Osaka is considered the center business in Japan. Osaka is also the home of comedy and gastronomy... oh and Bunraku. But its greatness comes from the untold stories.

Tatsumi's Pushman is much like that. Set in the 60's these short stories present the working man's life during a time of tremendous growth and frustration in Japan. Many of these stories show how empty the lives of the working class could have been. Men go to work. They silently push paper, work in factories or toll on our docks or in our sewers. They often go homes to simple lives often wishing for a new life with attainable dreams and hope. They might be married or even have children, but even then some found little passion even in their sex life. Any other life would do - that of a woman, one as a criminal or one all alone. The lack of hope being a faceless person in the crowd while others make money and grow powerful off your back carries this book.

Sexual frustration, crime and mid-life crisis are common themes in these tales. But one can also say that work, alcohol and an unforgiving social class system are just as much causes as major players here as well. That is possibly why Tatsumi called his style of storytelling gekiga. In his comic, he tells the harsh cold sides of day-to-day Japan. Stories that are usually kept under wraps, as they are present a negative almost deviant part of a very personal part of Japanese culture.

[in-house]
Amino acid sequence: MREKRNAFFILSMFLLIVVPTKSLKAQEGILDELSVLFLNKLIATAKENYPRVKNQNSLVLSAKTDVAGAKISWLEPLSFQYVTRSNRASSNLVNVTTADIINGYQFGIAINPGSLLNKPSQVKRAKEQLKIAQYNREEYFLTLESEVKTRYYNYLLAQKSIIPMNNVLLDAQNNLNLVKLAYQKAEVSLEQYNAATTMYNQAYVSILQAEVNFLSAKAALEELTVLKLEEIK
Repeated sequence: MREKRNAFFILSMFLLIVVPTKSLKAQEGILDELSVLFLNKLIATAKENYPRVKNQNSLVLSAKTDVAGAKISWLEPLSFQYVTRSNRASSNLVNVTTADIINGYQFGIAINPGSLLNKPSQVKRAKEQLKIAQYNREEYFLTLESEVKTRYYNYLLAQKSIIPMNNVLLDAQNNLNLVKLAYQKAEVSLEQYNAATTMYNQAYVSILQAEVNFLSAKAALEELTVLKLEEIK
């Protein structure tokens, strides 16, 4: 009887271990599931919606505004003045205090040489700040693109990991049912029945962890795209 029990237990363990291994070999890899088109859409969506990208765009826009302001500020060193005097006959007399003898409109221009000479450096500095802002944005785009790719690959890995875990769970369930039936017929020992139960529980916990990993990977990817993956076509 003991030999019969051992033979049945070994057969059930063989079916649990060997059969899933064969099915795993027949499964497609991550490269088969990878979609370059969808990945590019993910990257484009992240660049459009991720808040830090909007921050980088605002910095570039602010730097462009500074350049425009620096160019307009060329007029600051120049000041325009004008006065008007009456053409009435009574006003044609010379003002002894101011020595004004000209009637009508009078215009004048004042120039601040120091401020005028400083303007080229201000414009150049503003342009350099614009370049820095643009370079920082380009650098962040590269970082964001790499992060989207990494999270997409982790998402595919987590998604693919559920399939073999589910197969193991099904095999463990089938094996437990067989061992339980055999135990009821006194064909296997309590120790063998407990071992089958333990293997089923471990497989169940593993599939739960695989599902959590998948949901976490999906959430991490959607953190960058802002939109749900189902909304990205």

Drawn & Quarterly has truly impressed me by their translation and presentation. What really impressed me was the respect they gave this title. Titles like this might often be too much of a risk to take. Is there an audience for older titles? What about titles for mature audiences? What about titles without action, adventure, fantasy or sci-fi elements? Maybe a title like that will not hit the top 10's like many shonen titles, but they felt there is an audience that could appreciate a different perspective. Tatsumi's storytelling has influenced so many artists all over the world and providing readers a chance to experience his unique work (open the world of gekiga manga) should definitely be commended. I just cannot wait for more.